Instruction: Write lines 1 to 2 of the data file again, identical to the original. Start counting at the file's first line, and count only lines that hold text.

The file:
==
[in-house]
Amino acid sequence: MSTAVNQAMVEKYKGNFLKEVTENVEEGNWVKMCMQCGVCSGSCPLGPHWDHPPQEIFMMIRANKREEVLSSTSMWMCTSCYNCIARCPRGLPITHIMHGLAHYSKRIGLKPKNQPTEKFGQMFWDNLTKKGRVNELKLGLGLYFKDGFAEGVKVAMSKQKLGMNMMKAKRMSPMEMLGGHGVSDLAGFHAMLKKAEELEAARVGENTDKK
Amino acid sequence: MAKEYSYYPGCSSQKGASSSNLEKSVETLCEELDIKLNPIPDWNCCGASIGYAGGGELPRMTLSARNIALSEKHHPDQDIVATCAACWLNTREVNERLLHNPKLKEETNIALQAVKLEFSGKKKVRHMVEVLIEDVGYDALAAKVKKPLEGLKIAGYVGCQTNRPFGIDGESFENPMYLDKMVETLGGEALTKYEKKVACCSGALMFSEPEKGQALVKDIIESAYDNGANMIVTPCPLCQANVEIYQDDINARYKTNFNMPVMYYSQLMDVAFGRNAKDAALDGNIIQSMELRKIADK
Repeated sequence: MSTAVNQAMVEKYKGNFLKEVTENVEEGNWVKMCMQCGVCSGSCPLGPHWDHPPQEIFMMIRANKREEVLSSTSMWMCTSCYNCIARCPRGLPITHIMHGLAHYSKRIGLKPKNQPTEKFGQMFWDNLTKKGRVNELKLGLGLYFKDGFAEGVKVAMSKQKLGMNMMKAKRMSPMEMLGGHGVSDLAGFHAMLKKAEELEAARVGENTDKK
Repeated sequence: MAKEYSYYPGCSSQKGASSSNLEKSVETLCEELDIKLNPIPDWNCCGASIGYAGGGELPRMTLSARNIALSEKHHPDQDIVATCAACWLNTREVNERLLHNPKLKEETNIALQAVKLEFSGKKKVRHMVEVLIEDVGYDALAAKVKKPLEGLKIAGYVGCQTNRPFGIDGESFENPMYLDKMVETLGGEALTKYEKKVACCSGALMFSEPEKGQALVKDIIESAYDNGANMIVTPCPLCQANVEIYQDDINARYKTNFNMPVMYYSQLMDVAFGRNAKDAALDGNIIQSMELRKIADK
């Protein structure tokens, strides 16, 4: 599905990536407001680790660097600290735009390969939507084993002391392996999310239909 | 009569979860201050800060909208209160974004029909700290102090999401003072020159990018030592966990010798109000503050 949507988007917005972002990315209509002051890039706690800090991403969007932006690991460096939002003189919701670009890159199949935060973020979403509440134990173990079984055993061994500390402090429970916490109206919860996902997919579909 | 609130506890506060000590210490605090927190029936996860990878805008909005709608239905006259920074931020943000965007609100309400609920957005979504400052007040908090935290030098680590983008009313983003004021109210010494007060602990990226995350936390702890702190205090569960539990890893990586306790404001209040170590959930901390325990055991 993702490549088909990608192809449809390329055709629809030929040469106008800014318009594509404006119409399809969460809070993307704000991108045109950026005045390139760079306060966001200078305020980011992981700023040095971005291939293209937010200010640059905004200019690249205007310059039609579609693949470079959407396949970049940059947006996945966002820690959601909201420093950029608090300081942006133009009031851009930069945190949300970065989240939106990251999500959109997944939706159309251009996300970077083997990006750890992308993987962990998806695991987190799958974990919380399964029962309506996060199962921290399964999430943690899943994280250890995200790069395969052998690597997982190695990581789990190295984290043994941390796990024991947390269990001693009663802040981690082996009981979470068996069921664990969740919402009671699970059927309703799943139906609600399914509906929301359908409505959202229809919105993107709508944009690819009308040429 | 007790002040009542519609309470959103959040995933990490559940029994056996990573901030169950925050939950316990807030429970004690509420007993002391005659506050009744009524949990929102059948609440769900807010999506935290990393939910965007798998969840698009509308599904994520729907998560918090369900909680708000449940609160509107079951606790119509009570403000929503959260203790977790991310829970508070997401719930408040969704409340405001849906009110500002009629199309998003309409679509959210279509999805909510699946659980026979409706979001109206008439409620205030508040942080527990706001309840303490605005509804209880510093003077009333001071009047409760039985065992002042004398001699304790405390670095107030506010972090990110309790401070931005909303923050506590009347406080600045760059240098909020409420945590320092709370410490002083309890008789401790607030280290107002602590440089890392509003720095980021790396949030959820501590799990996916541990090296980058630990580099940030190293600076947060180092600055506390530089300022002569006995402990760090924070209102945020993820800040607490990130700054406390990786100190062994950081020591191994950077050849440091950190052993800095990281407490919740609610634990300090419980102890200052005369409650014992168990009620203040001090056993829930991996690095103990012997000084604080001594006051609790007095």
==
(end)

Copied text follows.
[in-house]
Amino acid sequence: MSTAVNQAMVEKYKGNFLKEVTENVEEGNWVKMCMQCGVCSGSCPLGPHWDHPPQEIFMMIRANKREEVLSSTSMWMCTSCYNCIARCPRGLPITHIMHGLAHYSKRIGLKPKNQPTEKFGQMFWDNLTKKGRVNELKLGLGLYFKDGFAEGVKVAMSKQKLGMNMMKAKRMSPMEMLGGHGVSDLAGFHAMLKKAEELEAARVGENTDKK